Voluntarism and Adoption: Understanding Parental Obligations
MetadataShow full item record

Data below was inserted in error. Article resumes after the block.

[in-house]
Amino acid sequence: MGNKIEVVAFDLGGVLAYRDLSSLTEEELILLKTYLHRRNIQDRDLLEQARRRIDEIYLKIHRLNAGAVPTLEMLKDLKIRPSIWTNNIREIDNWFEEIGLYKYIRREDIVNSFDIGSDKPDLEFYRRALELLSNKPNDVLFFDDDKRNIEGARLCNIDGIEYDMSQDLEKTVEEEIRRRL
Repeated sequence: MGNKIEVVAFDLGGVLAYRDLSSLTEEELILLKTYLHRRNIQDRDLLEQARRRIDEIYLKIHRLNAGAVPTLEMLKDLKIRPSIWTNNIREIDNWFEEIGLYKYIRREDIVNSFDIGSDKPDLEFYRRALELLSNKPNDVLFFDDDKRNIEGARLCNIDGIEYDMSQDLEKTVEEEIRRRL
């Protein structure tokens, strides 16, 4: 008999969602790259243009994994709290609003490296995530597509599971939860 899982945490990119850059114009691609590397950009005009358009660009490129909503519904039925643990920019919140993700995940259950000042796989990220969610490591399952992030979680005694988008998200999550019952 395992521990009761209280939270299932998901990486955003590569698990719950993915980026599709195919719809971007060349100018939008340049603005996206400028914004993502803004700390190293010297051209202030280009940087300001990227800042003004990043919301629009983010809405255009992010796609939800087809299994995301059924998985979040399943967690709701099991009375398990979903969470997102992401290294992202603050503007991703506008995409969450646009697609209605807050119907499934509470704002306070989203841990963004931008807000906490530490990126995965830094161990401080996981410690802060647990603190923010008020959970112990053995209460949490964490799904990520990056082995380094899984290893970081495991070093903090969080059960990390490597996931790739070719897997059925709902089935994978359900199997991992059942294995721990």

Given the increasing variety of non-traditional family arrangements, together with reproductive technologies and adoption practices, assumptions about what constitutes a family and what constitutes a parent have been called into question. By using adoption as a paradigm example, my thesis examines different concepts of parenthood, what it means to be a parent, and how parental obligations are incurred. I support a pluralist concept of parenthood, according to which genetics, gestation, or intent to raise a child may each be sufficient to capture who is considered to be a parent in a variety of cases including adoption, contract pregnancy, or gamete donation. Using a pluralist concept of parenthood, I then consider how parental obligations are generated. While some have argued for a causal account of parental obligation (i.e., parents incur obligations by bringing a child into existence), I favor a voluntarist account. A voluntarist account argues that parental obligations are best understood as generated through consensually and voluntarily taking on the role of parent with the intent, rights, and obligations of raising a child. I argue that causal accounts fail to provide an adequate explanation of the source of obligations because a) causation is not sufficient and not always necessary to ground obligation, b) causal accounts lead to troubling restrictions on women’s reproductive autonomy, c) causal accounts cannot justify why other factors such as intent are irrelevant, and d) causal accounts have difficulty non-arbitrarily limiting the number of people involved in a causal chain in the creation of a child. Moreover, I explain why, on the whole, a voluntarist account is preferable. Voluntarism with regard to parental obligations has the following advantages: a) making sense of different meanings of the term “parent”, b) avoiding the pitfalls of causal accounts, and c) explaining the significance of the parent-child relationship. Using a voluntarist framework, I then examine the ethical implications for women and men, and for children who are placed for adoption.